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U.S. Drought Monitor Update for June 11, 2019

Picture of road winding through Death Valley
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According to the June 11, 2019, U.S. Drought Monitor, moderate to extreme drought covers 4.0% of the United States, a decrease from last week’s 5.0%. For the fourth week in a row, the worst drought categories (extreme to exceptional drought) remain at 0.14%.

Two storm tracks dominated the continental United States this week. Across the southern tier states, the week began with an upper-level low pressure system over the Southwest and a ridge over the south-central states. The low slowly moved east, eventually bringing widespread and locally heavy rains to the drought areas of the Southeast. In the meantime, the second storm track had surface lows and fronts move across the northern tier states. While these northern weather systems left precipitation in their wake, it was wetter than normal in only a few parts of Montana, the Upper Midwest, and Northeast.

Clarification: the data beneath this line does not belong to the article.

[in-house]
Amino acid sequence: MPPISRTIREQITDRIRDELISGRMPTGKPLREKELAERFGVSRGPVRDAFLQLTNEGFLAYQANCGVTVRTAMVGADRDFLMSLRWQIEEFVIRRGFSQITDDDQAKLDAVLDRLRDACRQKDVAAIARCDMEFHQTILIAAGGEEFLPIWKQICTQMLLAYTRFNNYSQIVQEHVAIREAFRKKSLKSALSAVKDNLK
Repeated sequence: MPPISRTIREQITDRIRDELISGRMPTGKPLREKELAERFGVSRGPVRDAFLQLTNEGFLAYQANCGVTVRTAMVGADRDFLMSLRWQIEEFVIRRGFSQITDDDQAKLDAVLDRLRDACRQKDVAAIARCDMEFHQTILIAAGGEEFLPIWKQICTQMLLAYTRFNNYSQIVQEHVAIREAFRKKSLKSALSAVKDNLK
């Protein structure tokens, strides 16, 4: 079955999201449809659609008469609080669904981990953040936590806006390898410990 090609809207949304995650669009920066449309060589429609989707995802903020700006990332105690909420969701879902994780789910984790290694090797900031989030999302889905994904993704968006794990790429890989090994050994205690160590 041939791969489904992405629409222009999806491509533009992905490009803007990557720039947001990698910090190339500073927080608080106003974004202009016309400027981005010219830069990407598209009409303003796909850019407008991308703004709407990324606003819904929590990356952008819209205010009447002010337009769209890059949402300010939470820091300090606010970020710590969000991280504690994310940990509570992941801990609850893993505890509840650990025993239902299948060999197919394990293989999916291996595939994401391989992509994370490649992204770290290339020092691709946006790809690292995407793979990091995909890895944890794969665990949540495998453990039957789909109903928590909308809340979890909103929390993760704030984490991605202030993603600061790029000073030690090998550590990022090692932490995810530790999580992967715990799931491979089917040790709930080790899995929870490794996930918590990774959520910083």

Much of the West to Great Plains was drier than normal, while the southern storm track left above-normal precipitation across the Gulf of Mexico coast and most of the Southeast. The week ended with a strong upper-level ridge setting up over the West, bringing unusually hot and dry weather to California. The southern rains contracted drought and abnormal dryness in the Southwest, Southeast, and Tennessee Valley, while continued dryness led to expansion in the northern Plains.

Abnormal dryness and drought are currently affecting over 31 million people across the United States—about 10.1% of the country’s population.

Map of U.S. drought conditions for June 11, 2019

The full U.S. Drought Monitor weekly update is available from

In addition to, you can find further information on the current drought as well as on this week’s Drought Monitor update at the National Drought Mitigation Center. See their recent news releases.

The most recent U.S. Drought Outlook is available from NOAA’s Climate Prediction Center and the U.S. Department of Agriculture provides information about the drought’s influence on crops and livestock.

For additional drought information, follow #DroughtMonitor on Facebook and Twitter.

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